And the centres clear.  The only Gauls left are stuck in combat at the very bottom of this photo against Paul's Principes, and the Hastati have all finally been cleared.  However, the rest of the Principes are still intact and surge forward to victory.  

It was close; on our left the lone unit of Carthaginian heavies was about to flank the legions, and our rightmost legion was down to the Triarii.  But the attrition was too much for Hannibal, despite his Great Captain status, so Rome has gleefully declared his much vaunted invasion a damp squib.  There's always the next time, though, and the Hastati should be lucky to get away with it against the Gauls in like manner again.  Next up: the Indians attack the Greek colonies in Bactria once again.

Wappinshaw and the last of Carronade

Wappinshaw will be held here in Glasgow next Saturday; details here.  I won't make it, since I've already overcommitted to games things recently - time to take my turn with real life.  Lastly, here's a few final piccies of the Plataea game at Carronade, courtesy of Alan:

Friday, 18 May 2012

Cthulhu Rising - in Glasgow!

I've been meaning to take some photos of an amazing piece of graffiti that appeared on a wall just outside Kelvinbridge Underground station a while ago.  It's under a long set of stairs leading up to Great Western Road, and is in two parts.  Left as you look at it:
And right, on the other side of a pillar:
Here's my attempt at a composite:
The whole thing is about twenty feet wide by ten feet high.  As you look at it the River Kelvin is behind you, about 50 yards back.  So obviously something has crept out one night and created a gate to R'lyeh or somewhere equally lovely.  So if you want to show your players what a properly executed gate looks like, here you are!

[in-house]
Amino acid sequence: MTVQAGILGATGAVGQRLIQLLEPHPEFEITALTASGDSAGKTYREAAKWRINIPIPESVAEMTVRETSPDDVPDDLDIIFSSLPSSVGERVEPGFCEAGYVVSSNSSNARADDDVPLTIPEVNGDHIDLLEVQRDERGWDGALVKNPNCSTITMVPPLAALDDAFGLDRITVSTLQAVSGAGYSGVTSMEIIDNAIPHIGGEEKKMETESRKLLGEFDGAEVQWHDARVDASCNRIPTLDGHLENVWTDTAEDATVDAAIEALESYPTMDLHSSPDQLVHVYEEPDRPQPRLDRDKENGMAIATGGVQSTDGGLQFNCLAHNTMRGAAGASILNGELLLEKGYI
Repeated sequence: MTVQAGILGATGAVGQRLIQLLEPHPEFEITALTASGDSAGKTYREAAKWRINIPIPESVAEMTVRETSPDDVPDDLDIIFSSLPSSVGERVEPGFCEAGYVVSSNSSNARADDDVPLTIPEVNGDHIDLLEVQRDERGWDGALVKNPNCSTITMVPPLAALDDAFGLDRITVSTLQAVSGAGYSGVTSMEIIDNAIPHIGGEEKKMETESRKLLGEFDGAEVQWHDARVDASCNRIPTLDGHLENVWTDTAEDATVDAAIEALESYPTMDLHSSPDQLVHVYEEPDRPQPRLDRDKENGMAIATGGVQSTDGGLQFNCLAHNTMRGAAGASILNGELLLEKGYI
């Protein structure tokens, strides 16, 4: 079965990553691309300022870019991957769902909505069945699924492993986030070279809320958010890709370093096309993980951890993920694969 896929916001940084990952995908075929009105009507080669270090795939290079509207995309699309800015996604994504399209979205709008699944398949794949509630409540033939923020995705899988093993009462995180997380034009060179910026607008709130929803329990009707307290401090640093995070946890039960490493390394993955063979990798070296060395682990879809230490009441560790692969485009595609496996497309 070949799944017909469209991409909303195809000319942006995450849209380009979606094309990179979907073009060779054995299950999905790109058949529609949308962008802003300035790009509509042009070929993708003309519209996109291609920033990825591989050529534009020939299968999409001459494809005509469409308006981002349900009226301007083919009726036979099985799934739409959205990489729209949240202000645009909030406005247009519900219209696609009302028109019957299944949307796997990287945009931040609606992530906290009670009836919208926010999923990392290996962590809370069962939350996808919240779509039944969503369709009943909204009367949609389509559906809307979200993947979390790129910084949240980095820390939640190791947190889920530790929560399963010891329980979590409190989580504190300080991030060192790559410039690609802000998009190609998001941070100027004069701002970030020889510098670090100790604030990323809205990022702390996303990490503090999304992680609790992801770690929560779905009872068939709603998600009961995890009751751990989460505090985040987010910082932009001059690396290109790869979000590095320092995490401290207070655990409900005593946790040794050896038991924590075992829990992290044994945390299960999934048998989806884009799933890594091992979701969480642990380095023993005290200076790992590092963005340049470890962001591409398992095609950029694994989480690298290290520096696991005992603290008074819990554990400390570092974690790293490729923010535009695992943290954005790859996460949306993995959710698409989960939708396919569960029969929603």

Jacob TS

Saying welcome to Jacob TS, whose own blog is Painting Little Men.  He currently has a post with a link to a really interesting historical map tool of ancient Roman territory.  Lots of great  information there!

Sunday, 13 May 2012

Gareth Lane

Just saying hi to Gareth, thanks for looking in on us!

Friday, 11 May 2012

Plataea game - full report

I finally managed to put some time aside so that I could sort the photos I took of the Plataea game last Saturday at Carronade.  Army deployments:
The first photo shows the Thebans and medizing Greeks on the right wing of the Persian army, from the opposing perspective.
Moving along into the Persian centre, we have the mixed contingent of Bactrians, Indians and Sakae.
Then the massed ranks of the Persian spear and bow units.
Finally, the best troops in the Persian army, arrayed on the left of the army.
Now from the other side, starting with the Spartans on their hill, Perioikoi and then, hanging back a bit, the Tegeans.  These constitute the right wing of the Greek army, and are directly facing the cream of the Persian army.